Bayou Calvinist

A Somewhat Eclectic Discussion by a Law Student Concerning All of Today's Major Topics, as well as, a Few Not So Major Topics

Wednesday, January 18, 2006

Arab Democracy Equals Terrorism?

A well reasoned argument is found in the Los Angeles Times, in which Mark Helprin demonstrates that examples from history often belie the point of many pro-Democracy hawks that Democracies don't go to war with democracies. But in discounting some of the more grandiose claims made by the likes of Richard Perle, Paul Wolfowitz and Natan Sharansky, Helprin implies an even greater untruth. After reading this article one is incapable of being left with any view other than that the entire basis for Bush's foreign policy is mistaken. I will attempt, in a few words, to demonstrate that Helprin's implied assertion is based primarily upon mistakes made in his characterization of both the justifications and theories surrounding the Bush doctrine.

First, and possibly most importantly, Helprin wrongly suggests that Bush's admiration for a democratic middle east has led America's foreign policy off of a cliff into an idealistic strategic la la land where idealism trumps all other considerations. So important is this characterization of the Bush administration to Helprin's argument, he both begins and ends his article with it:

THE PRESIDENT believes and often states, as if it were a self-evident truth, that "democracies are peaceful countries." This claim, which has been advanced in the past in regard to Christianity, socialism, Islam and ethical culture, is the postulate on which the foreign policy of the United States now rests. Balance of power, deterrence and punitive action have been abandoned in favor of a scheme to recast the political cultures of broad regions, something that would be difficult enough even with a flawless rationale because the power of even the most powerful country in the world is not adequate to transform the world at will.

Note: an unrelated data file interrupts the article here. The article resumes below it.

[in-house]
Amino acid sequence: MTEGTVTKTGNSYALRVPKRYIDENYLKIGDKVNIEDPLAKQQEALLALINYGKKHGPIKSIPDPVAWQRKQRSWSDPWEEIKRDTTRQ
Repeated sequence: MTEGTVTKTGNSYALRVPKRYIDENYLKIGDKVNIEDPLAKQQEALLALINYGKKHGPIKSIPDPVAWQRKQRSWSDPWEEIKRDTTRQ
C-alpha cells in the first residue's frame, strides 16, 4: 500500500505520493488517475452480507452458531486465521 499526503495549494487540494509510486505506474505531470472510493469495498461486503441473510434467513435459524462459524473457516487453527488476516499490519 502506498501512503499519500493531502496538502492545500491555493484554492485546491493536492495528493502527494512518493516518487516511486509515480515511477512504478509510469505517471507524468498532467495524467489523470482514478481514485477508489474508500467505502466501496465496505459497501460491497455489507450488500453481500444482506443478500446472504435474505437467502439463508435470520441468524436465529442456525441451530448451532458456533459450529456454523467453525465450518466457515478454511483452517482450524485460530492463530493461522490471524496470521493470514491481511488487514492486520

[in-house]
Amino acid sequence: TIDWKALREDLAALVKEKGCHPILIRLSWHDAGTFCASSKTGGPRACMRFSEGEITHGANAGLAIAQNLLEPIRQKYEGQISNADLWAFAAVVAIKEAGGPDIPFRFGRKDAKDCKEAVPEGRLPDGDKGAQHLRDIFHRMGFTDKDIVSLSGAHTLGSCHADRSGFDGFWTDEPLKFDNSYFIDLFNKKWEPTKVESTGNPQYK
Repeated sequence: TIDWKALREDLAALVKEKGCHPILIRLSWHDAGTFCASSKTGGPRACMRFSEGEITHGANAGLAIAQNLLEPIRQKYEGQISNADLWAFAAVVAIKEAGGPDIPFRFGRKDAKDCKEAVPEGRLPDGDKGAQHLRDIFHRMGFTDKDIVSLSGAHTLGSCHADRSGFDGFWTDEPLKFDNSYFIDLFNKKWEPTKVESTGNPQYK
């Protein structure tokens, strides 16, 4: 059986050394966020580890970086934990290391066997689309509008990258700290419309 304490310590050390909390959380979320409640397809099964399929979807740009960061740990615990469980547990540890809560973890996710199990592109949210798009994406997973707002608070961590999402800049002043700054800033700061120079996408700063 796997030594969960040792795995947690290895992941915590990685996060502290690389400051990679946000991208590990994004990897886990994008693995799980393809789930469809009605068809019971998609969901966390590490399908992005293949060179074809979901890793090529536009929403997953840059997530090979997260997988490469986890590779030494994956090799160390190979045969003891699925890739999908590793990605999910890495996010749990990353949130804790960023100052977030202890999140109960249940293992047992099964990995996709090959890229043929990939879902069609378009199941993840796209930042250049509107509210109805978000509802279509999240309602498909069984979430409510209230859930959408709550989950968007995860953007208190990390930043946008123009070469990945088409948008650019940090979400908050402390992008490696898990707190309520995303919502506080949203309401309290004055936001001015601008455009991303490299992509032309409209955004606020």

* * * * *

For the pleasure of displaying our virtue, we may someday suffer innumerable casualties in a terrorist attack that a compromised state might have helped us to prevent.

In foreign policy, carelessness and confusion often lead to tragedy. Thus, a maxim chosen to guide the course of a nation should be weighed in light of history and common sense.

Or is that too much to ask?

Bush and his administration have not forgotten the strategic tools of the past, they have simply redefined their relationship to broader goals. In other words if America could both deter her enemies and promote human rights; if she could both punish those whom wrong her while at the same time push for democratic reform; if America is able to change the balance of power to her advantage while at the same time advancing liberty in a part of the world not use to its presence, then why shouldn't she. Helprin's answer of course is that America cannot do both....and so should wisely choose to protect her own security at the expense of allowing others do what they will.

Helprin also seems to think that the American wars in Iraq and Afghanistan were begun for the simple reason of experimenting and testing this new democracy theory which those wily neo-conservatives of PNAC had been pushing for since the end of the last Gulf War.

This is flat wrong. It is true that many members of the now famous letter to then President Clinton from PNAC arguing for more aggressive action to be taken against Saddam Hussein also believed deeply that the greater purpose for America was spreading democracy. But it is also true that many of the members then looking for the overthrow of Saddam did so for the exact same strategic reasons to which Helprin now wishes so fervently for the U.S. foreign policy to return (see Richard Armitage, Francis Fukayama, and James Woolsey).